This workshop was led by two sisters and Vibha volunteers, Anjana and Ananya Murali, who became passionate about the issue after facing personal hardships as immigrants to a new country. When the Murali sisters started school in the United States, they didn’t have any friends because they were the only students of color in their community. Instead of resorting to violence or blame, they realized that the differential treatment they faced was due to cultural ignorance and decided to raise awareness about Indian culture through educational booths at the annual community fair. After that experience, the Murali sisters realized the hardships that children face in pursuing an education when they have to worry about the social troubles of bullying and discrimination.
Students from elementary, middle school and high school attended sessions on strategies to combat bullying, learned peace songs, created visual representations of kindness on peace bandanas, and learned how to relieve their stress through yoga and meditation.
The day started with learning deep-breathing exercises and yoga poses, the students discussed stressors in their lives and the best ways to overcome them. The students quickly realized that not all stressors (i.e.mothers disrupting their sleep by waking them up for school) could be eliminated, but the way they responded to the stress could be altered.
During the anti-bullying sessions, the students engaged in role-playing by acting as “bullies,” “victims,” and “bystanders” in order to figure out the best ways to be helpful bystanders and stand up for what they believe is right. After hearing about the sisters’ story of discrimination many of the students also came forward with their own stories of bullying or discrimination, and were able to give moral support to each other. Meanwhile, during the bandana making sessions, where kids were allowed to articulate their impression of peace and love on white bandanas, the younger kids were especially able to shine as they used their creativity and artistic skills to express their ideas of spreading peace and positivity (i.e. creating homes for pets without a home and smiling at everyone they meet).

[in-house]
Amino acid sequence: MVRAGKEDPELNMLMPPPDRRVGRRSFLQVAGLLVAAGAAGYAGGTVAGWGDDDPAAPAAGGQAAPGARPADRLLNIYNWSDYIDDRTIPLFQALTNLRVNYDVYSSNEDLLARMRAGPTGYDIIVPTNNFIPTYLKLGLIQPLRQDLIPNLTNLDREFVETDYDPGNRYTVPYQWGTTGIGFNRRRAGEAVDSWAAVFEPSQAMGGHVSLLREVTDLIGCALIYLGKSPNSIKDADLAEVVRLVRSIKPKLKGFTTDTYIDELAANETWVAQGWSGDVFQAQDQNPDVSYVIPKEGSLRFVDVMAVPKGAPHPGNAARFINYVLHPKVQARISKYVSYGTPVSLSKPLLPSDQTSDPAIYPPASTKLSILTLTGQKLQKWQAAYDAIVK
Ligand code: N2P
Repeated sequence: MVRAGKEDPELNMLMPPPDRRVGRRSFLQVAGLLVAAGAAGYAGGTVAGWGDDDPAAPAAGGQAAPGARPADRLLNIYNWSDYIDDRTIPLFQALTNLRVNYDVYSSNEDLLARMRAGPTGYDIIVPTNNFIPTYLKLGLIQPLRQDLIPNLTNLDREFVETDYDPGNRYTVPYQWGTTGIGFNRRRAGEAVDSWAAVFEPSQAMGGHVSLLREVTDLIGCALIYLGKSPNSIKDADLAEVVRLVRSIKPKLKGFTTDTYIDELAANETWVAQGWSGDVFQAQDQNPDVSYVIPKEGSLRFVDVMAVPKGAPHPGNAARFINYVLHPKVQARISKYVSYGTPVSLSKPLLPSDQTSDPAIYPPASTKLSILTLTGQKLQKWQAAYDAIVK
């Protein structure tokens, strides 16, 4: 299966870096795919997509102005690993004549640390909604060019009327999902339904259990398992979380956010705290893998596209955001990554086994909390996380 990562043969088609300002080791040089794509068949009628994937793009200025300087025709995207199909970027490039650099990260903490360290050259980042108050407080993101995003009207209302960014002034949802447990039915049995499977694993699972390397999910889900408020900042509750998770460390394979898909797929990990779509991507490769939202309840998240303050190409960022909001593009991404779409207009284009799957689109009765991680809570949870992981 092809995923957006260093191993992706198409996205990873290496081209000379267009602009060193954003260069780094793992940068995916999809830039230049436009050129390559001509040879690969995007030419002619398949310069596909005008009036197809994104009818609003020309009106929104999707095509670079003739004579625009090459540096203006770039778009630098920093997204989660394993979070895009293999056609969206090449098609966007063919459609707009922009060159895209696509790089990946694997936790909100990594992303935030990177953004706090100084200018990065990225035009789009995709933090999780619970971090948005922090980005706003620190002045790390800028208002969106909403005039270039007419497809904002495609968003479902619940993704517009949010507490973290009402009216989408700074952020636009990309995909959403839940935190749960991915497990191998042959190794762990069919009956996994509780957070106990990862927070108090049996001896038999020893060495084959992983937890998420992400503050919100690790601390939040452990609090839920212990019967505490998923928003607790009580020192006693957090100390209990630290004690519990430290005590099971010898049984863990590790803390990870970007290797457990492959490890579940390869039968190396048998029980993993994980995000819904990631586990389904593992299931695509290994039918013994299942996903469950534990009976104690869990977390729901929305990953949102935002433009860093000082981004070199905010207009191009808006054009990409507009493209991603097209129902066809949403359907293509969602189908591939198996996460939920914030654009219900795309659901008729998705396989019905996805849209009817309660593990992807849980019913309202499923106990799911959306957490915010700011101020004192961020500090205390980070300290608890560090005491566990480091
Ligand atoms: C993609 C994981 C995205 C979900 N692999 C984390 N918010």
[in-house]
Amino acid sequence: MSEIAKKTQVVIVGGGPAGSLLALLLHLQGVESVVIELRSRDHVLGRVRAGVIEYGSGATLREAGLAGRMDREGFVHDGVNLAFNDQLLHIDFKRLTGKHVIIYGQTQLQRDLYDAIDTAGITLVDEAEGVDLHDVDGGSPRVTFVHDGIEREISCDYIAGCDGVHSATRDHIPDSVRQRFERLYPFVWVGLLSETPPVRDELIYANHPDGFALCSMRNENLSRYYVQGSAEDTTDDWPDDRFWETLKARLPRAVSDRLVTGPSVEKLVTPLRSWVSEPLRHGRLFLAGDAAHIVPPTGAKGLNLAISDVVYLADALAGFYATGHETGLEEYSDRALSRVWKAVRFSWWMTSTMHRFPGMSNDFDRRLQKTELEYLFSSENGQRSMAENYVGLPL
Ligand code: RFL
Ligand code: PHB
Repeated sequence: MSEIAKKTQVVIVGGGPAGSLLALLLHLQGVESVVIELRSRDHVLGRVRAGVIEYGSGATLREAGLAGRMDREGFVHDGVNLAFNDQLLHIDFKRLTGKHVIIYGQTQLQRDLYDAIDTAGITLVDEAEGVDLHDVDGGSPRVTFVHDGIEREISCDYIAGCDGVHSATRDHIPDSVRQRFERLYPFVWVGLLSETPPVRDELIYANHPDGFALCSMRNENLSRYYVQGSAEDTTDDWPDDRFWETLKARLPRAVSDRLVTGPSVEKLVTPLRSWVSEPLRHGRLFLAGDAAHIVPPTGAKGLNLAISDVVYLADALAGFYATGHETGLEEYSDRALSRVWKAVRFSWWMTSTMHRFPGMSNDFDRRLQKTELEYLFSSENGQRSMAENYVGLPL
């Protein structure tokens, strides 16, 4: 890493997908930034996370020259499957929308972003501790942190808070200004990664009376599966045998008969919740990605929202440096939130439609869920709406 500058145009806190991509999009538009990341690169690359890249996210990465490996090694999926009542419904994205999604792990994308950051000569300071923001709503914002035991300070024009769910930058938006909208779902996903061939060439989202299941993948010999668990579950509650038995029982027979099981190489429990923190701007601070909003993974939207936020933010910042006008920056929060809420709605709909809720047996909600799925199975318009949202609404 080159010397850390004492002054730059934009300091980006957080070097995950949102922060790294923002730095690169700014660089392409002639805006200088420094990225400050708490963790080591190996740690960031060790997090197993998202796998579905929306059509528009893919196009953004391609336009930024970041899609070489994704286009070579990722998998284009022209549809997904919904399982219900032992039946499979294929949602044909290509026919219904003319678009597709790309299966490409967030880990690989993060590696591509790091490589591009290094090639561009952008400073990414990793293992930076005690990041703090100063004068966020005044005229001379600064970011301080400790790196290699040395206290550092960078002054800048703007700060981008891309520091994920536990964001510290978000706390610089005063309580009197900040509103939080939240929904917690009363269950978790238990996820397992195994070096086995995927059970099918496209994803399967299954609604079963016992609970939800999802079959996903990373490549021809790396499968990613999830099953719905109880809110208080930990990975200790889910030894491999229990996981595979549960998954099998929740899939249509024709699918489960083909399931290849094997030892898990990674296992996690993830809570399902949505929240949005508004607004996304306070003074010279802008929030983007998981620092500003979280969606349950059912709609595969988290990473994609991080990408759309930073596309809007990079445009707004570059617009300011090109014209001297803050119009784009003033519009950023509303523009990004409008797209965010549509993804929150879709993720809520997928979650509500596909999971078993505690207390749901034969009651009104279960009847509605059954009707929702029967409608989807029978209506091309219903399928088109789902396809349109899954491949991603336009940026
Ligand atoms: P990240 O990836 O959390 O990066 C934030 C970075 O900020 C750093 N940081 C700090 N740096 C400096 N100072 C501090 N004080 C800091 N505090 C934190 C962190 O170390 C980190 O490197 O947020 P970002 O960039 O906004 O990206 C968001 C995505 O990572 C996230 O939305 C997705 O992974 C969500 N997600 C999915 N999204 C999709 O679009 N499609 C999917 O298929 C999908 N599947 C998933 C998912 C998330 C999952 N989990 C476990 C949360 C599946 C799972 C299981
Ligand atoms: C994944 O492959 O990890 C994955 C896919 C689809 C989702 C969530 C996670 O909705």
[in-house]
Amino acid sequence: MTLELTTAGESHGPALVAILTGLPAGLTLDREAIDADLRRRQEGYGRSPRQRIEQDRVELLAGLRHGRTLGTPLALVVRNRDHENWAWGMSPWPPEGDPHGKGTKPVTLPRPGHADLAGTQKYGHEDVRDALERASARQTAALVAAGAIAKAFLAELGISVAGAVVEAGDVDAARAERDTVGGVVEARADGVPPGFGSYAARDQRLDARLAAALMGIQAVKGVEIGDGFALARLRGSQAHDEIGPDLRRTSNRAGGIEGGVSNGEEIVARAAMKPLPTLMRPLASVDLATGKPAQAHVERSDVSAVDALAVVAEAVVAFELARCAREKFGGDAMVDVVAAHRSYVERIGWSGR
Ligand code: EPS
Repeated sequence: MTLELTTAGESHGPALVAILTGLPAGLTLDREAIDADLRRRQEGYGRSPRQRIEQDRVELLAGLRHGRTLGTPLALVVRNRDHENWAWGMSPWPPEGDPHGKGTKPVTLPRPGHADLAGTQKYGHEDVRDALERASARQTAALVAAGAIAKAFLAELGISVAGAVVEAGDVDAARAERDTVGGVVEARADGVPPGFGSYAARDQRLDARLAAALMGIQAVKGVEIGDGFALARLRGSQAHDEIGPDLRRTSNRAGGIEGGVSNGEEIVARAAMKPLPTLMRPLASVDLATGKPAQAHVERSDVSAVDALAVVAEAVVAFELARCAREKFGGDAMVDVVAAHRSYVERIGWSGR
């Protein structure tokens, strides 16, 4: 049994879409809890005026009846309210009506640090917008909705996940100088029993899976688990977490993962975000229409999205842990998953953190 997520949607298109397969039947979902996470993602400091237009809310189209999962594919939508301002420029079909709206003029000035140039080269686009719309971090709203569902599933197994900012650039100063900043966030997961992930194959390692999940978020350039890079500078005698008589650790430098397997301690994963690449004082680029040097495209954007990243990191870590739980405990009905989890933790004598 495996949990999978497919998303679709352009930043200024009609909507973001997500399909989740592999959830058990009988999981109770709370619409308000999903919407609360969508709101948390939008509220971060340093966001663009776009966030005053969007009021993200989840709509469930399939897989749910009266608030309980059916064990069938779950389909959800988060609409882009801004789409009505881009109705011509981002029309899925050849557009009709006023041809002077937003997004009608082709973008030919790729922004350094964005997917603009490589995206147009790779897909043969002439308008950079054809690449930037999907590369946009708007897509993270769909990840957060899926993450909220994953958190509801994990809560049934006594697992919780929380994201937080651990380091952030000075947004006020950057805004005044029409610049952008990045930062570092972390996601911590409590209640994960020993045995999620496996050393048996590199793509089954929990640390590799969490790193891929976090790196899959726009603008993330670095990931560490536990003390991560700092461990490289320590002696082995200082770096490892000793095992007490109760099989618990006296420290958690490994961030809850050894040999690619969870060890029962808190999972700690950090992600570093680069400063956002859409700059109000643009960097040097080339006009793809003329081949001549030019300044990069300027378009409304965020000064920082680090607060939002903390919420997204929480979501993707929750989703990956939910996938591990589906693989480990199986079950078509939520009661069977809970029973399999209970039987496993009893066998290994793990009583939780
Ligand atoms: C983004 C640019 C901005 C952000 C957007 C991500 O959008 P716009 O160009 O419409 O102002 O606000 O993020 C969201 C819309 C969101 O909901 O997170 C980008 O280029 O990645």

Finally, the students learned a peace song composed by the Murali sisters. The song, “Life is a Rainbow”is a composition honoring two prominent leaders who practice non-violence. The lyrics to this song are inspired by Dr. Martin Luther King Jr.’s “I Have a Dream” speech and the tune is set to Mahatma Gandhi’s favorite song “Raghupathi Raghava Rajaram.” While learning the song, the students analyzed the lyrics for messages about important non-violent conflict resolution tactics such as “fight hatred with love and peace,” “fight with your words and not with your fists” and “life is a rainbow full of colors, do not distinguish between just two colors.” After learning the song, some of the students took their own musical spin on the song lyrics and expressed their talents by rapping the words of peace. To conclude the day, all of the students and volunteers sang the peace song together, leaving the classroom with reverberating messages of peace and positivity.
We received very positive feedback from ONG and since the Milwaukee AC has usually been in fundraising mode, it was very rewarding to directly interact with kids and give back. We will socialize with our local donors who are more eager to see direct impact to the Milwaukee community, in addition to back in India.